Cobot leader Elite Robots to empower users with 25kg payload model

Cobots featuring big payloads are becoming increasingly sought-after across a large number of industries as a result of needs left unfulfilled with industrial robots.

Elite Robots (艾利特机器人), a leading domestic cobot developer, recently rolled out what it called a product with the world’s largest payload — at 25kg — within its class.

Elite Robots debuted CS625, among four other new releases on April 3, amid a spike in demand worldwide for cobots with a payload of more than 20kg.

Cobots featuring big payloads are becoming increasingly sought-after across a large number of industries as a result of needs left unfulfilled with industrial robots.

The inherent safety of cobots and their suitability for flexible, small-batch manufacturing make them a favorite to supplant industrial robots in certain tasks.

In a contact-free, preferably unmanned environment that places high premium on hygiene, such as pharmaceutical, biotech, daily chemicals, food and chipmaking, cobots have also become a go-to alternative to larger and often costlier industrial robots.

Elite Robots came up with exactly a model, called CS625, that fits the bill.

It possesses a payload of 25kg against a weight of 60kg, which is about 25% lighter than foreign variants.

With a payload-weight ratio of over 40%, Elite Robots leads many competitors in the market, according to the company.

Generally, the higher the payload-weight ratio, the better the robot is at heavylifting.

Another area in which it beats competition is that CS625 powers end effector through a 5A input/output plug, the first of its kind in the world, says the startup.

Most cobots have an external input/output lower than 2A, as opposed to C625’s 5A/120W, which supplies end effectors or tools with the power needed for palletizing, machine tool management, welding and material handling.

Elite Robots said C625 adopts new motion control algorithms that allow it to operate at a faster pace than foreign rivals by 5% and domestic counterparts by even 35%.

The robot is IP65 waterproof, upgradeable to IP68.

CS625 features a sturdy robotic arm with standard IP65 protection upgradable to IP68, to withstand dust, dirt and water.

With an extended arm length, CS625 has a working radius of 1500mm. Coupled with a 25kg payload, the device handles large-sized, heavy objects better than cobots with a payload of 10kg or less.

The company claimed that this significantly boosts the efficiency of processing tasks that involve medium-to-high payloads, such as palletizing and welding.

Regarding specifically welding processes, CS625’s working radius compensates for a smaller reach of medium- and small-sized cobots, which are safe, agile and fit for small-batch, multi-process arc welding, but at the same time only can weld small parts together.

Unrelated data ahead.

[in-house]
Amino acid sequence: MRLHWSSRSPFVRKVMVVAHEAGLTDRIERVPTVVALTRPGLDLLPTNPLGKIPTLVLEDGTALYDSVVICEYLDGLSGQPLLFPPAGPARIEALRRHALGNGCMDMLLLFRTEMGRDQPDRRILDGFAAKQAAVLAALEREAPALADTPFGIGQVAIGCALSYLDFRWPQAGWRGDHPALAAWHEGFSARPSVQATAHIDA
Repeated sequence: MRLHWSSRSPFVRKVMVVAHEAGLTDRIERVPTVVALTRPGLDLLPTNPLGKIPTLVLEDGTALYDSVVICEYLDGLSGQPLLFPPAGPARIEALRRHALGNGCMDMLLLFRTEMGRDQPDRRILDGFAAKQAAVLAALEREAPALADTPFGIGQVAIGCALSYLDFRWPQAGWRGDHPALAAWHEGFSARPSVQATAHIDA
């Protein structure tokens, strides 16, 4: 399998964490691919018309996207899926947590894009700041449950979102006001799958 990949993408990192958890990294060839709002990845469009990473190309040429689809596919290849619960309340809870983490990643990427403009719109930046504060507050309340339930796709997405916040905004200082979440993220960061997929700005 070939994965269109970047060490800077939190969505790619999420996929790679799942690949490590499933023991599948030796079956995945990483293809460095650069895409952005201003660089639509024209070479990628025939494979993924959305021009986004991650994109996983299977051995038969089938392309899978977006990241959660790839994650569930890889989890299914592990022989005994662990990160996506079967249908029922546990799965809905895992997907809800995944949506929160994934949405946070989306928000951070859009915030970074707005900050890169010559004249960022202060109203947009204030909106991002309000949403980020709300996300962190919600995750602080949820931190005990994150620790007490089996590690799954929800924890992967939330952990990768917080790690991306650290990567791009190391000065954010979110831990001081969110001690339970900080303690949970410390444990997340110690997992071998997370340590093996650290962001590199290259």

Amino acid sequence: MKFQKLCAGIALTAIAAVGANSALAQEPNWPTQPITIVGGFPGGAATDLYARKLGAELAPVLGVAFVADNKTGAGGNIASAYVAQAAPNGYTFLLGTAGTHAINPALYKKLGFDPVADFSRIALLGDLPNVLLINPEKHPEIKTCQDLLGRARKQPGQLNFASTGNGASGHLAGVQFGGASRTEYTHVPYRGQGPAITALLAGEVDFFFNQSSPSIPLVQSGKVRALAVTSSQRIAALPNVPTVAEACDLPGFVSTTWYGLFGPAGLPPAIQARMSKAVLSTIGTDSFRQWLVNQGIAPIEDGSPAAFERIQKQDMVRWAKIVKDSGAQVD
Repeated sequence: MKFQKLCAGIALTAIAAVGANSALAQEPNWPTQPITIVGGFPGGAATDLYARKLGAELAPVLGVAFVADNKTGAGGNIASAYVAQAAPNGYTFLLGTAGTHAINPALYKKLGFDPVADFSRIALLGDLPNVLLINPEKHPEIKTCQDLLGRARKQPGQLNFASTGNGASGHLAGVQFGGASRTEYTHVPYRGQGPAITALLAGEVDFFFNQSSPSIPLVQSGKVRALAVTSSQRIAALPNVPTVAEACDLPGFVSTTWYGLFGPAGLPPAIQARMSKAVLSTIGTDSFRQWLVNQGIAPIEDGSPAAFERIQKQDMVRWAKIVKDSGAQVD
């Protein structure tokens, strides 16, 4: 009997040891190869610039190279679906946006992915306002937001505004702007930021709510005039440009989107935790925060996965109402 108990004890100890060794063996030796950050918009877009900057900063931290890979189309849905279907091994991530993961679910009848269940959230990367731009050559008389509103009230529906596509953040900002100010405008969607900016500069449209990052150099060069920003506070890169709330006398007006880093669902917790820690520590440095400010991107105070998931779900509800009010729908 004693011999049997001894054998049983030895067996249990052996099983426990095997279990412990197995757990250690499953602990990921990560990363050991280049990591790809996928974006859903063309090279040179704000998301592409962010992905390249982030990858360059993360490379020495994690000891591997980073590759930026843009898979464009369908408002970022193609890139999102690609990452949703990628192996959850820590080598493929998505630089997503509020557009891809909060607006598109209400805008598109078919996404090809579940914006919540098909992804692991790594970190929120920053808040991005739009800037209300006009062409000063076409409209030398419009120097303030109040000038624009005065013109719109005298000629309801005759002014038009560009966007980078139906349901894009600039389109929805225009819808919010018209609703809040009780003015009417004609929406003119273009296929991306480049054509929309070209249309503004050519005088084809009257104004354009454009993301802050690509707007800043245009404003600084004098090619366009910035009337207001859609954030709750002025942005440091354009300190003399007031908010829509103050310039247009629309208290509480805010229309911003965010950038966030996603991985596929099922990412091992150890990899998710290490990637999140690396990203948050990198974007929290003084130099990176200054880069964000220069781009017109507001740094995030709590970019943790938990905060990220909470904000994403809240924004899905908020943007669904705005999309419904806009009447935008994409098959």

Elite Robots says its CS625’s wide reach makes it possible to weld relatively larger components without relying on an external axis.

Meanwhile, its position repeatability reaches ±0.05mm, offering the level of precision required for arc welding jobs.

The various attributes of CS625 and by extension, other offerings under the CS series, depart from market incumbents that mostly boast a smaller payload.

Elite Robots currently derives 70% of its revenue from the domestic market, with its products and solutions primarily adopted in 3C, automotive parts, machinery processing industries and more.

The Suzhou-headquartered startup has grown its market share in niche segments such as new energy, healthcare and fitness, machinery manufacturing over the years.

But the company revealed that it has also expanded into service sectors like STEM research, education and FMCG, thanks in large part to its ability to sense people in the vicinity of work areas and thus improve safety.

Elite Robots has set up branches in Germany, Japan, the US and sold products to major markets across Europe, APAC and North America.

On the strength of this global sales force, Cao Yunan, co-founder and CEO of Elite Robots, stated in a media interview that, depending on the market areas, market perception toward cobots is at different stages.

Clients in the APAC region are relatively more price-sensitive, resulting in fierce market competition, said Cao.

“Aside from Japan and South Korea, where the cobot category has gathered momentum, like in China, the rest of this region is at an early stage in their embrace of cobots,” he noted. “The majority of cobot users are globalized firms, with smaller ones slowly starting to trial and accept them.”

By contrast, Cao added that Europe is a much more mature market, with a readiness to deploy cobots. It is the birthplace of this contraption and home to an advanced industry and multiple application scenarios.

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Ni Tao

Ni Tao is the founder and editor-in-chief of cnrobopedia. Prior to cnrobopedia, he had a full decade of experience with a major state-run English-language newspaper as a tech reporter and opinion writer. He is also a communications specialist, having provided consultancy services to established firms like Siemens, Philips, ABinBev, Diageo, Group (Nasdaq: TCOM, HK: 9961), Jianpu Technology (NYSE: JT) and a handful of domestic startups. A graduate of Fudan University, he writes widely about China's business and tech scenes and other topics for global publications including South China Morning Post, SupChina, The Diplomat, CGTN, Banking Technology, among others, and tries to impart his experience to students at Fudan University Journalism School, where he is a part-time lecturer. When he's not writing about robotics, you can expect him to be on his beloved Yanagisawa saxophones, trying to play some jazz riffs, often in vain and occasionally against the protests of an angry neighbor. Get in touch with him by dropping a line at

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